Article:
Hassan Ali said up to 100,000 people lived in the town before the war. When IS arrived, the people of Palmyra just "melted into the earth," he told The Associated Press.
Most fled with just their clothes on, he said, sitting with his wife Asmaa, waiting for the bus to take them back to Homs where they now rent an apartment.
"We have no furniture in Homs, we came to take a few things until we can come back," he said. His wife said she took photos of their 8-year-old daughter when she was a baby.
For Nasser Ahmad, 40, it was the second time this week to comeback to Palmyra. He came with his wife and two children, Ghazal and Hatem, aged 4 and 2 years. Their apartment in a four-story building is largely intact, and he's been taking out belongings in batches, including a gas oven to use in Homs. Renting a place in Homs costs about 20,000 Syrian pounds (around $40 dollars), which is exactly what he makes as an agriculture employee, he said.
He also wants to show his children their home as often as possible, so they don't forget it.
Ghazal, his daughter, sat on his lap, barefooted and clutching a coin container or "matmoura" — the Syrian equivalent to a piggy bank — she had salvaged from her room. The family watched the bright pink and green buses get ready to leave, mattresses, pillows and carpets piled high on top.
Soad Daher, 63, said she was grateful for the Russians for helping the Syrian army regain Palmyra.
"They killed a lot of innocent people," she said of the IS. "They beheaded soldiers and everyone they accused of being with the regime."
She also recounted how some townspeople hid Syrian soldiers in their homes, sometimes giving them women's all-encompassing flowing robes known as abayas, even bras, to wear.
Abderrazak, 22, told how in the first days after Palmyra fell to IS, she and her older sister were twice turned back by the militants at a checkpoint because they didn't have a male chaperone and were not covered. On the third try, they were allowed to leave only because their uncle came with them and only after they paid the IS guards money.
Overwhelmed by tears, she said it's an "indescribable feeling" to see her family home still standing.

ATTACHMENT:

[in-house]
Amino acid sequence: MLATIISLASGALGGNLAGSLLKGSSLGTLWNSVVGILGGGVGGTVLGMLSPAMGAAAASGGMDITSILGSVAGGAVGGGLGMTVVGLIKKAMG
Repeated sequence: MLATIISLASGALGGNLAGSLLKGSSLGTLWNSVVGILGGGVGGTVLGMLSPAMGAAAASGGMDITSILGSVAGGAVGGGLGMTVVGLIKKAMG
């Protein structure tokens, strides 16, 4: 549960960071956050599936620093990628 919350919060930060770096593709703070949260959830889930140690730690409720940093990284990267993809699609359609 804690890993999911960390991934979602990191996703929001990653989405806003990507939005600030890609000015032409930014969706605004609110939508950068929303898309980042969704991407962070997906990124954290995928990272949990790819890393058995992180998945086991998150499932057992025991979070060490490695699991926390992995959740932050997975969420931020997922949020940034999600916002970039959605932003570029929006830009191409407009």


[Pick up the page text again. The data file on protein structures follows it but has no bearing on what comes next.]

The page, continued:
From her neighborhood, Palmyra's majestic hilltop citadel is clearly visible. It has been heavily damaged by the fighting, with one side partially collapsed and showing signs of mortar or dynamite explosion.
"Palmyra was a paradise, truly," she said, choking on the last word.
Text from the AP story, Heartbreak as Syrians briefly return home to IS-free Palmyra, by Zeina Karam.
Associated Press Writer Albert Aji in Palmyra, Syria, contributed to this report.
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Nat Castañeda is an interdisciplinary visual artist based in Brooklyn, New York. A California native, Castañeda works primarily in video and collage, with an emphasis on tactile intimacy with her materials remaining an important aspect of all her projects. Common issues in Castañeda’s work are the conflating of iconography and pornography, the questioning of traditional gender binaries, and the role of technology within personal narratives. She received her MFA from the School of Visual Arts and has shown at venues such as El Museo del Barrio and Electronic Arts Intermix. In addition to her art practice, Castañeda currently works at The Associated Press where she leads a team that curates AP's online archive of historic and contemporary photojournalism. Castañeda’s photography has appeared in the New York Times,U.S. News & World Report and USA Today.